The arrests Nathan predicted that day never came, but that family meeting was just the start of his attempts to red-pill, or convert, his parents. He argued with them constantly and used any opportunity to steer them back to the conspiracy theory. In a way, David had to admit he was impressed by QAnon’s ability to explain the entire world. Leaked texts showed actor Armie Hammer fantasizing about cannibal sex acts? More proof that Q was right about the Hollywood sickos. Elon Musk launches a rocket into space? A chance for Nathan to mention that the moon landing was faked.

Nathan’s few remaining friends started to drift away. David had a vivid image of what Nathan’s future looked like if he didn’t give up on QAnon: living in a cardboard box under a bridge, abandoned by everyone who once loved him.

I’ve talked to dozens of people like David, whose relationships with someone close to them were destroyed when that person got into QAnon and became obsessed with recruiting everyone around him. There was the mother who had to find a way to explain to her ten-year-old son that he couldn’t see his uncle anymore, because he had become obsessed with QAnon. A woman whose husband picked up a cocaine habit so he could stay up decoding late-night Q drops, and carried on affairs with fellow believers he met online to get an understanding he couldn’t find in his marriage to a Q skeptic. I heard from more than one person who was surprised to find that their spouse, now a QAnon believer, suddenly didn’t want to vaccinate their children.

The personal destruction wrought by QAnon has put people outside of it in positions they never imagined. There are parents afraid to speak to their children, and children who realize the person they trusted most in the world has lost their connection with reality. QAnon can seem like a distant problem, something confined to Trump rallies and the darkest corners of the internet—until it transforms someone you know, falling on them like an exotic, incurable virus. For David, his son’s QAnon indoctrination pointed at something missing in Nathan’s life, but he didn’t know what it could have been.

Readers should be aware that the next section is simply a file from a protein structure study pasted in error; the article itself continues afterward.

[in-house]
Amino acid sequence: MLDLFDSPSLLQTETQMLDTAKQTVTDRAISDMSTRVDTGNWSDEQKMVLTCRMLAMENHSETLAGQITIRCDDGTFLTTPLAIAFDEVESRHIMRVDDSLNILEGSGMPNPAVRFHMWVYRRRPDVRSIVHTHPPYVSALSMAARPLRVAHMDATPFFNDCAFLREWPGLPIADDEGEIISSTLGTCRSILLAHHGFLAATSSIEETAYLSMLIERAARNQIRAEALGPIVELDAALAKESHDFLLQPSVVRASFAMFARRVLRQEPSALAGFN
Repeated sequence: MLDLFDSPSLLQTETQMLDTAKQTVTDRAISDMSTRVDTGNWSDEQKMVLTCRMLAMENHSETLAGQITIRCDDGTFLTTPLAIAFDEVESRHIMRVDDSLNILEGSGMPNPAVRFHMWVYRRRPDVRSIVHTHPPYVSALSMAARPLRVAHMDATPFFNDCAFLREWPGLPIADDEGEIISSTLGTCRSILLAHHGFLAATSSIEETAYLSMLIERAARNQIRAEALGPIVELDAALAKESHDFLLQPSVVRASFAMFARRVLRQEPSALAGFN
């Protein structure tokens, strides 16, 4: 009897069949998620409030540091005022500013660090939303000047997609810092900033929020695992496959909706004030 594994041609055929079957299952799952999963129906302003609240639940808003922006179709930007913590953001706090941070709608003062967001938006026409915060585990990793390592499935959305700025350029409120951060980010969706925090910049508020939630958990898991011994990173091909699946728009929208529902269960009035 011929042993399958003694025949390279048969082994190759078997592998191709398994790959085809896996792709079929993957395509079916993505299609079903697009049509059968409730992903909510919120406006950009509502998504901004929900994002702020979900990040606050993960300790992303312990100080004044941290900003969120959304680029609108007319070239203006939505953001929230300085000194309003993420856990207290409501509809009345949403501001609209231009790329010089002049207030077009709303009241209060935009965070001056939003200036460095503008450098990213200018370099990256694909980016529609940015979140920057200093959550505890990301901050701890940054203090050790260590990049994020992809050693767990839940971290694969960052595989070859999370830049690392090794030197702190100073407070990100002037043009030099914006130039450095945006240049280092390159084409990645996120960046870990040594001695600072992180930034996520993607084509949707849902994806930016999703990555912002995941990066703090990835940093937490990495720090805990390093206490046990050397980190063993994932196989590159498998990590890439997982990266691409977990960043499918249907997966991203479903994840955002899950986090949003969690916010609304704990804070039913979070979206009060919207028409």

The plague of people losing family members to QAnon has inspired a small industry that promises to deradicalize QAnon members.

David’s own reaction to Trump had been much different. He had been an apolitical, white, blue-collar worker in the Midwest, exactly the kind of voter to whom Trump was supposed to hold a special appeal. But the election of a man he called a “two-bit con man” had pushed David in the other direction. He became a dedicated MSNBC viewer. He tracked the myriad legal cases against Trump associates, hoping that one would finally flip on Trump and break whatever spell had been cast on Q believers like Nathan.


Douglas Austen Jensen of Iowa, a supporter of President Donald Trump wearing a QAnon shirt, confronts police as Trump supporters demonstrate on the second floor of the U.S. Capitol near the entrance to the Senate after breaching security defenses, in Washington, U.S., January 6, 2021.

Mike Theiler/Reuters

On January 6, 2021, David watched on MSNBC as rioters breached the U.S. Capitol. A friend doing the same called him with a question: Was Nathan rioting in Washington, too? David was grateful that his son was at home, but he admitted that it seemed like exactly the kind of thing Nathan would do.

“Thank God we don’t have any guns,” he told me.

And then the pandemic hit

Nathan had always been drawn to strange ideas. As a teenager, he was fascinated by Bigfoot and aliens. But Nathan’s interest in conspiracy theories didn’t take off in earnest until the pandemic began, when Nathan moved back in with his parents and his social circle shrank down to the walls of his home. Without roommates around, he had been spending a lot of time on his laptop. Nathan gave up any pretense of living in the real world after coming out as a QAnon supporter. He spent his days locked up in his room at his parents’ house, smoking marijuana and reading the Q boards. He emerged only to get food and pressure his parents to watch QAnon videos. Their arguments became repetitive, always starting with Nathan making some bold claim, like that John F. Kennedy would return to life to run as Trump’s vice president.